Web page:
Writer: Tim Thomas (music, book and lyrics)
Director: Matthew Gould
Reviewer: Scott Matthewman
The issue of combat “shell shock” – in a modern context, diagnosed as “combat stress reaction” or post-traumatic stress disorder – seems to be an odd subject for a musical. That’s a reaction that’s only compounded by Waterloo East’s new production, Shell Shock.
Set in 1975, the bulk of the story is taken up with the return of soldier John (Simeon John-Wake) from a little-known combat operation in Dhofar. Clearly traumatised, the once cheery man is withdrawn, angry, and cannot tolerate the slightest noise – a problem when his precocious daughter cannot stop talking, singing or generally demanding to be the centre of attention. The contrast between relentless cheeriness and psychologically caged brutality has the potential to be a fertile ground for exploration as a play, or even a musical, but Tim Thomas’s book and lyrics are so banal that any such possibility evaporates. John’s big solo number trying to explain what is going on in his head revolves around the dire couplet “Too much makes me mad/Too much makes me sad”. It’s a couplet which is not only repeated within that number, but then sees the mad/sad construction repeated by his daughter Emily as she struggles to understand what is going on. It’s indicative of the lyrical quality that permeates the whole show.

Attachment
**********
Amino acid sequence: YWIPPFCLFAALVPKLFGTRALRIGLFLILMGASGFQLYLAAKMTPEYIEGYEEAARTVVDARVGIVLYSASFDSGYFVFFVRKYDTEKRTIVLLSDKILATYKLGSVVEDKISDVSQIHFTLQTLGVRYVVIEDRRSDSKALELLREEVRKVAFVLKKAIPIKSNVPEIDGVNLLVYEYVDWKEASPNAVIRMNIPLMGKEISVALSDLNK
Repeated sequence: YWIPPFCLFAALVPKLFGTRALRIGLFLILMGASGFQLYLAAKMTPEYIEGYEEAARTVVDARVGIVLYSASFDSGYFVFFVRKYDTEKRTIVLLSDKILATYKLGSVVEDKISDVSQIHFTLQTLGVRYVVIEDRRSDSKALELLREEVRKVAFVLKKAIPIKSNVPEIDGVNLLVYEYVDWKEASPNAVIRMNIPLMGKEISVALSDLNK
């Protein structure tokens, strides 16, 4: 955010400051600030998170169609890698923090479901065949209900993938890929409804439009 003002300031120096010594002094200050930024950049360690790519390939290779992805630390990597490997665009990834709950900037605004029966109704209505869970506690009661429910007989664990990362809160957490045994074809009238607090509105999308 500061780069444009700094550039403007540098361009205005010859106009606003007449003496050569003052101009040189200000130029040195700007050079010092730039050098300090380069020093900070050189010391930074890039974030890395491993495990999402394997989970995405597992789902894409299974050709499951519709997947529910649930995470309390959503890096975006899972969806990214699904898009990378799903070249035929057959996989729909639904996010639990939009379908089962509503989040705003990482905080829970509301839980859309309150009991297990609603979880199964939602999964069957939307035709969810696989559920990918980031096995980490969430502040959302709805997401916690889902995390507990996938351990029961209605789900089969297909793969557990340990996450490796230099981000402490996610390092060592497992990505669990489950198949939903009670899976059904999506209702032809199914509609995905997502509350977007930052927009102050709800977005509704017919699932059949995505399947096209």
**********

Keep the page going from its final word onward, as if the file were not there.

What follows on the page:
Between numbers, the actors’ dialogue is little better – every character stumbles from cliché to cliché, uttering lines that would be rejected by the worst soap opera. Things aren’t helped by a ham-fisted parallel story structure about Mark, a man who discovers his grandfather was shot as a deserter in World War I, but who was possibly an undiagnosed victim of shell shock. That story is further hindered by having Mark’s grandmother die during Act I, and only reveal the back story of his grandfather via a ghostly appearance in the second act. One can only feel sorrow for Maggie Robson as grandma Ada, whose strong vocals are wasted on this material.
What is perhaps most annoying about ShellShock is that one can see the germ of a good idea being strangled by ham-fisted writing and direction. It cannot seem to decide if it is a gruelling family drama, or a children’s musical – expletive-laden implications of domestic violence sit uneasily alongside an overlong, extended flashback to a happier John reciting an Edward Lear-style nonsense verse to his daughter. Thomas’s music does have a nice balance of tone throughout, with Ada’s reminiscences evoking the music of the age. Weighed down inside a badly plotted and scripted structure, though, what bright points there areare few and far between.
The one saving grace of the production is 14-year-old Ana Martin as Emily. While her character is written as a generic annoying child, alternately a wise if confused young adult and petulant toddler, Martin nevertheless commits so wholeheartedly that it becomes impossible not to connect with her. It will be interesting to see this young actor’s career flourish with better material. As it is, when John angrily demands that he wants peace and quiet and everyone to shut up, it’s hard to disagree with him.
Runs until 19th April